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elen Bonica designed the leadlight windows of the tiny chapel. Helen has carefully linked the wattle, the gum nuts and leaves and the Waratah with the flora on Serendipity itself. Wattle is the Australian National flower and the Waratah is the flora emblem of New South Wales.

Helen was born in 1958 in New Guinea and at an early age moved with her parents back to Australia to be educated. She was raised in rural New South Wales in The Blue Mountains. She is one of 6 children; her cultural heritage is Scottish and English.

After a career as a secondary Geography, Economics and Special Education teacher and later as Mentor to University Graduate Teachers, Helen is now an emerging artist. Since she has spent her adult life serving people through teaching it followed that this experience would be reflected in her work as an artist.

Helen recalls that throughout her life she has had a strong need to design and create. Since her creative needs were met in the work place with her innovative award winning educational programs, in 2008 when she moved to New Zealand she needed to learn a new skill to ‘replace’ her career.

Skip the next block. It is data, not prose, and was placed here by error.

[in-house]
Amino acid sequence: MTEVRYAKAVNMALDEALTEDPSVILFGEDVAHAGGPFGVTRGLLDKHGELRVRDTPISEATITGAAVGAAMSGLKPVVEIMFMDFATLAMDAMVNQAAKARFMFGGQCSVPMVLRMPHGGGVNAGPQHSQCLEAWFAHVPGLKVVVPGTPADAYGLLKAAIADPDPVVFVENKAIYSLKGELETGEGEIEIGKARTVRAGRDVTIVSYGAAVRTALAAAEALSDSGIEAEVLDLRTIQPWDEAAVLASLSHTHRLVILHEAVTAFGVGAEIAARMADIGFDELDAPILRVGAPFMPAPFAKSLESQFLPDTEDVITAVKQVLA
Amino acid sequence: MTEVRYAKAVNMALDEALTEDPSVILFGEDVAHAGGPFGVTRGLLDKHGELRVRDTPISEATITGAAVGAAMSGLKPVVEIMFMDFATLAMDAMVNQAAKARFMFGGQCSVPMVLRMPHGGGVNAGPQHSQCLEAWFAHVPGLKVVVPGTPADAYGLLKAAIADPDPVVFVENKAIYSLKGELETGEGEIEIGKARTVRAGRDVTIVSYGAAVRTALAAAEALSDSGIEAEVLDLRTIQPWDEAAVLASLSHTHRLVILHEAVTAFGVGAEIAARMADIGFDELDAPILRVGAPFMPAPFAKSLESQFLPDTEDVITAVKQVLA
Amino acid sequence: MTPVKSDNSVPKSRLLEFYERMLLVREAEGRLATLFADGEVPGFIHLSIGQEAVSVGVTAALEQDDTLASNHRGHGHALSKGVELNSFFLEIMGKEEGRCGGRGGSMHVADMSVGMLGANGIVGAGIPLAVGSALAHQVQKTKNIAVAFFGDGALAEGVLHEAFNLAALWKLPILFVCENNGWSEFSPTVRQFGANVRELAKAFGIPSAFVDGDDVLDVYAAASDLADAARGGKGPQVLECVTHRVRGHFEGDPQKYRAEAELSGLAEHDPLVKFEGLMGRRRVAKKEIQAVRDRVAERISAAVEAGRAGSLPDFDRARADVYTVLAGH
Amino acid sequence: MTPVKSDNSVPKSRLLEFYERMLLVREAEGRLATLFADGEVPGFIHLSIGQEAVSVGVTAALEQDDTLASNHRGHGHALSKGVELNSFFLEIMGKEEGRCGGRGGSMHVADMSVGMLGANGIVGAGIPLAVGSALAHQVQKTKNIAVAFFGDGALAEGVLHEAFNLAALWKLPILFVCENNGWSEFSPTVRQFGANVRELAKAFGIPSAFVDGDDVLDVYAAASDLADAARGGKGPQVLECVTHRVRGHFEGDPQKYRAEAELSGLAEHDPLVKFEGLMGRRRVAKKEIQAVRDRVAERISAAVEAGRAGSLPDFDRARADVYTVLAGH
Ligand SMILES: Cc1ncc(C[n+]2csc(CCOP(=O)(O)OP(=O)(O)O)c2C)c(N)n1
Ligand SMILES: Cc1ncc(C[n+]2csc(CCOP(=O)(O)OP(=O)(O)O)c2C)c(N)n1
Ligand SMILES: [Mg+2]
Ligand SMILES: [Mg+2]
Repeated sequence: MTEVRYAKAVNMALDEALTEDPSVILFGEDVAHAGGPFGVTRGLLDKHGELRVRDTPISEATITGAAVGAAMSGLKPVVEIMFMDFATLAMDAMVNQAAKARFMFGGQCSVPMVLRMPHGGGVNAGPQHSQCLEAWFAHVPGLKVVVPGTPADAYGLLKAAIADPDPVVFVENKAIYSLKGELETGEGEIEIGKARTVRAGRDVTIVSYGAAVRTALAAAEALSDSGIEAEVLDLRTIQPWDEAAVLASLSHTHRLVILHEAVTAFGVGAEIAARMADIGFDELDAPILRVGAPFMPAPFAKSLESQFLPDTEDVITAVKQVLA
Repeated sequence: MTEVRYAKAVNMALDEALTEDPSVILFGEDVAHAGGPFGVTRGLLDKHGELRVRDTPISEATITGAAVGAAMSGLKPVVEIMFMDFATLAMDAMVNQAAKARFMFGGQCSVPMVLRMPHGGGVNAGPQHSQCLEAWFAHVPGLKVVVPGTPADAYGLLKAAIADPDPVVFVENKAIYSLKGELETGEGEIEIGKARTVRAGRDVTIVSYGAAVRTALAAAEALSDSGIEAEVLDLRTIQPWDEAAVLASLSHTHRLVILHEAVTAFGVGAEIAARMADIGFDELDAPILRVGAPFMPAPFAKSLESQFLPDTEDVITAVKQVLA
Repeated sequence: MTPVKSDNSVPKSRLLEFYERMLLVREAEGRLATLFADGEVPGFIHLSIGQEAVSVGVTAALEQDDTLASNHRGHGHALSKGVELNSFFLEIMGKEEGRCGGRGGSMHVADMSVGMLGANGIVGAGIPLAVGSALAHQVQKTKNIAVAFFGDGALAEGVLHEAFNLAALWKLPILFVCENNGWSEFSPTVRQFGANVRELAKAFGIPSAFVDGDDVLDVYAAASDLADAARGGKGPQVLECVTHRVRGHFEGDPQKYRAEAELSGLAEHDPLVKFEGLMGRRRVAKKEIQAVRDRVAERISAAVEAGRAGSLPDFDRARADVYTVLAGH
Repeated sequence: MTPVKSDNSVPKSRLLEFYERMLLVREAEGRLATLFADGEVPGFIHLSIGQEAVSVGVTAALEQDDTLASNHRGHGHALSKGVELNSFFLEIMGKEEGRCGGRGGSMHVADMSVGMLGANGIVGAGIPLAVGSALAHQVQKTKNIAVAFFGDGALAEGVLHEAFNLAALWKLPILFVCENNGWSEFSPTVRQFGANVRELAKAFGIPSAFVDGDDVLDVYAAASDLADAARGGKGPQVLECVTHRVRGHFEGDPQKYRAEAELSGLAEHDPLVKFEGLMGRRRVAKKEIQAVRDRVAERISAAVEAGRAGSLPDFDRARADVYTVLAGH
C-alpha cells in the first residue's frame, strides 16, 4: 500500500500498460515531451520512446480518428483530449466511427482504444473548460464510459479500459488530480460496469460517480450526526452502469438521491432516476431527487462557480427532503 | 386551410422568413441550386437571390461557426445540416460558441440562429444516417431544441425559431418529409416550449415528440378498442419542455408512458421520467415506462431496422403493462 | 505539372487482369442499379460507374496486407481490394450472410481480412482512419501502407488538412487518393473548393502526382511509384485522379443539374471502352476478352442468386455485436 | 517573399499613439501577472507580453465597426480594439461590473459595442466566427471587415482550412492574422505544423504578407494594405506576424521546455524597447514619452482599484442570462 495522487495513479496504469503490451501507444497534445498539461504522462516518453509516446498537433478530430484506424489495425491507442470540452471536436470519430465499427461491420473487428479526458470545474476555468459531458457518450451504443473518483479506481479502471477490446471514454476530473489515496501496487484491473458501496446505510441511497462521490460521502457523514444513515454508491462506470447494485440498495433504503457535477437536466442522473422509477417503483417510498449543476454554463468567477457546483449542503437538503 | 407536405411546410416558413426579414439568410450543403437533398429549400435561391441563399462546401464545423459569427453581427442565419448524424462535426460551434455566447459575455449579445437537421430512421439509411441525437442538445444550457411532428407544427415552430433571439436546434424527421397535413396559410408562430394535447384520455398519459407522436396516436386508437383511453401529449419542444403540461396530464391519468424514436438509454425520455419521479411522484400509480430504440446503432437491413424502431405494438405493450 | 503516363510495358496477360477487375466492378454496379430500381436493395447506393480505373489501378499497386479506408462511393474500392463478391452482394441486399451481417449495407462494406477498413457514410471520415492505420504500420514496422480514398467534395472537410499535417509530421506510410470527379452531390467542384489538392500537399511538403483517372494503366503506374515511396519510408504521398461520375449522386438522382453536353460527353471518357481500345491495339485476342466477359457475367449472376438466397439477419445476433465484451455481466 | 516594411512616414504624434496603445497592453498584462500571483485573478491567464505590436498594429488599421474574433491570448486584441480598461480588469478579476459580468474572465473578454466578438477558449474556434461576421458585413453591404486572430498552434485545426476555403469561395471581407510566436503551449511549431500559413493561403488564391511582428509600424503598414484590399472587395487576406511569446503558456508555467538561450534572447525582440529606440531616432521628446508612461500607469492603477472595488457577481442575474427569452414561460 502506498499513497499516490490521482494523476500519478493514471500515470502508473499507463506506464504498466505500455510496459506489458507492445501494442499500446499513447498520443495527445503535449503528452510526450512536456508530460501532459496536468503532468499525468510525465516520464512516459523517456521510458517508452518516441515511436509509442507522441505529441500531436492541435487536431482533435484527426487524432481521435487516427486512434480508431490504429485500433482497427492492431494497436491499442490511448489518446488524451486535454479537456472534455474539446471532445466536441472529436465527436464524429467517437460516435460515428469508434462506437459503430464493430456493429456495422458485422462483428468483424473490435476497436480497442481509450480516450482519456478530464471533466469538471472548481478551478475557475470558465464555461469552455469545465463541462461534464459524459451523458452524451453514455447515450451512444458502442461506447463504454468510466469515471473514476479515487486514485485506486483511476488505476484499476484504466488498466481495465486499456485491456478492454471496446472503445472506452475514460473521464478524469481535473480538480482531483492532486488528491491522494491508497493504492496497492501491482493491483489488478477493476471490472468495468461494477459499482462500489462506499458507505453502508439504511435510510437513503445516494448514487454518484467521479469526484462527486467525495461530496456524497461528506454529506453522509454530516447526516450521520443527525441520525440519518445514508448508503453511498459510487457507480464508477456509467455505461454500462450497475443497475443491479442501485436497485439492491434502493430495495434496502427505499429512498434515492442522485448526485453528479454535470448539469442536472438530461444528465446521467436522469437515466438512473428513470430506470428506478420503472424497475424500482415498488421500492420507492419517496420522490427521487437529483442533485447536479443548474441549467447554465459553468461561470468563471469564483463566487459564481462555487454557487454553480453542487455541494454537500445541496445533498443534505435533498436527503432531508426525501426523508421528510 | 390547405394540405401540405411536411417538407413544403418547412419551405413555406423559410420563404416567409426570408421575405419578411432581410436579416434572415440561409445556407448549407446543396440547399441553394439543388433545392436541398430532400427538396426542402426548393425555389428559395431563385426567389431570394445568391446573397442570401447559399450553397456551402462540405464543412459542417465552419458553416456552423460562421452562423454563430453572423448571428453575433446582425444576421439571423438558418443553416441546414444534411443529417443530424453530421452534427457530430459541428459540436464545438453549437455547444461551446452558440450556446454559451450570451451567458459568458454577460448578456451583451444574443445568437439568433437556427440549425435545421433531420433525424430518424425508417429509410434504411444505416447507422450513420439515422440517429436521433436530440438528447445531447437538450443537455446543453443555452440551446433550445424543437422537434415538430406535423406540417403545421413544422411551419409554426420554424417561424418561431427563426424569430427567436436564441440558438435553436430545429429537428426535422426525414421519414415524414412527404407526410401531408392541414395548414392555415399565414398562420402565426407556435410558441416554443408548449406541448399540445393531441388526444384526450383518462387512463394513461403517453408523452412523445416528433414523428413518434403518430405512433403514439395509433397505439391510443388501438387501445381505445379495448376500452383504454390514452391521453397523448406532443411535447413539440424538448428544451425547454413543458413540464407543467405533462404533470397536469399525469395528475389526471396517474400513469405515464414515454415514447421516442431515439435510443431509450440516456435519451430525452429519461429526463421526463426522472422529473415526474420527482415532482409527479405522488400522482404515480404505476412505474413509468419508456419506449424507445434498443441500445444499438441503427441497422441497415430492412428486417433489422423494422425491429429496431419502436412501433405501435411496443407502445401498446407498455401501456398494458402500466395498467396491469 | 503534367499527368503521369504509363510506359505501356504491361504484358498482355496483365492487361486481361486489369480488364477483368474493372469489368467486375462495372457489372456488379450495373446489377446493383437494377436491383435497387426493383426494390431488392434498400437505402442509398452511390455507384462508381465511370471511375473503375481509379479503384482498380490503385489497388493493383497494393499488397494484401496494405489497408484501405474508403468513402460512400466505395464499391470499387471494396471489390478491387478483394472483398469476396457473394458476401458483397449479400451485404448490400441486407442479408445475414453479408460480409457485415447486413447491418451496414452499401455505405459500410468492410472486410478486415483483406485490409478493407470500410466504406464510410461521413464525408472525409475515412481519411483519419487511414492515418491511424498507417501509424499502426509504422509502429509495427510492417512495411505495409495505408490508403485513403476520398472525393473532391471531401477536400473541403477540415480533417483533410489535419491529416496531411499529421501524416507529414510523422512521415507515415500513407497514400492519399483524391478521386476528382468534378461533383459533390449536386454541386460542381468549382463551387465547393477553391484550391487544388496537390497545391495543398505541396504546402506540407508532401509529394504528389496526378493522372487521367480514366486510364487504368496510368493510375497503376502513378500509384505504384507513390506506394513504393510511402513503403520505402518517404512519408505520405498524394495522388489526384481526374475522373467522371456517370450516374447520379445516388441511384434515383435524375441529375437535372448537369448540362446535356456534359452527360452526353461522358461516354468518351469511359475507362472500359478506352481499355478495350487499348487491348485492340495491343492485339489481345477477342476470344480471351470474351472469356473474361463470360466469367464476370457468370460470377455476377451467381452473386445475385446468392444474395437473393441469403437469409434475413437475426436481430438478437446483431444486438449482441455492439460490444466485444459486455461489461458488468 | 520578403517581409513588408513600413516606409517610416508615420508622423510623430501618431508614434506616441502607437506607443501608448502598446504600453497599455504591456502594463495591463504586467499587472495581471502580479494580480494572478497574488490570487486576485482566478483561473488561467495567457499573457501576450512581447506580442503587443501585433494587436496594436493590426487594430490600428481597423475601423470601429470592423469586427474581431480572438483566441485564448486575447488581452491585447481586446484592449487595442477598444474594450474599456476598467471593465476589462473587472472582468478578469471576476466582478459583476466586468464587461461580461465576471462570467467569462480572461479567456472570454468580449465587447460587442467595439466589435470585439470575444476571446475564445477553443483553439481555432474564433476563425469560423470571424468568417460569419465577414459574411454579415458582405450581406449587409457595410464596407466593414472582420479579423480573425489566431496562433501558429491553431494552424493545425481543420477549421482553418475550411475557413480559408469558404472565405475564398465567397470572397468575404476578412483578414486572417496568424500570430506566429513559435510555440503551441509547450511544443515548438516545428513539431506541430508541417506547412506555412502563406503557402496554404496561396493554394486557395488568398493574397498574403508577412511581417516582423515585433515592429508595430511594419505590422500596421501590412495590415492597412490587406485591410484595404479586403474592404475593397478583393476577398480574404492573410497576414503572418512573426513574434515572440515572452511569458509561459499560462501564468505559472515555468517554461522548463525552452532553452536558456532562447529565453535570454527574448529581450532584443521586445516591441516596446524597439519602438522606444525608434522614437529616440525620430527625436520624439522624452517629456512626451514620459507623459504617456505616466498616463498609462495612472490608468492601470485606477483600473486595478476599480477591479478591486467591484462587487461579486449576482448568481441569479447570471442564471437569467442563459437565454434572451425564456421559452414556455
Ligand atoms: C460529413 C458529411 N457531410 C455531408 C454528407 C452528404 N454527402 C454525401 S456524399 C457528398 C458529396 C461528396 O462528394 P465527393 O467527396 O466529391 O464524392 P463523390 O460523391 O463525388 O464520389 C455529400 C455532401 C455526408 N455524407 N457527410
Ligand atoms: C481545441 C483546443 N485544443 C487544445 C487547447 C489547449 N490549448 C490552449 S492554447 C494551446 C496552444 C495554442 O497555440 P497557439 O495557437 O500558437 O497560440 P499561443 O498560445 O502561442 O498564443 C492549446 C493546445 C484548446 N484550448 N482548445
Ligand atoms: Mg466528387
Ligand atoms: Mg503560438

After visiting the Christchurch Art Centre she attended classes with Marilyn Rea-Menzies, a leading New Zealand tapestry weaver. Weaving taught her about design, colour blending, the constructive processes and time management. Since tapestry is time consuming, Helen turned to painting which offered more scope for design and innovation as part of the creative process.

Painting allows her to share her views about the human condition. It provides an opportunity to reflect, to organise her thoughts and experiences to create images that are aesthetically pleasing and convey meaning and messages relevant in society today.

As learning has always been a focus of Helen’s life she adopts several different painting styles and as a visual learner she has a preference to process and recall information as images. Her learning style is reflected in her strong sense of spatial awareness, configuration and finds pleasure in the meditative process of constructing artworks. With this in mind she has learnt to use lead lighting to design and construct innovative art glass panels. She is particularly enthralled by the vibrant colours and textures that are offered by the glass medium and as it is ‘relatively’ impervious to the ravages of time; they are a small representation of her creativity for future generations.

The art mediums that Helen has chosen are vehicles for dialogue and she explains, “I miss the academic aspects of my career and art is a way for me to exercise my brain, to contribute and share”.

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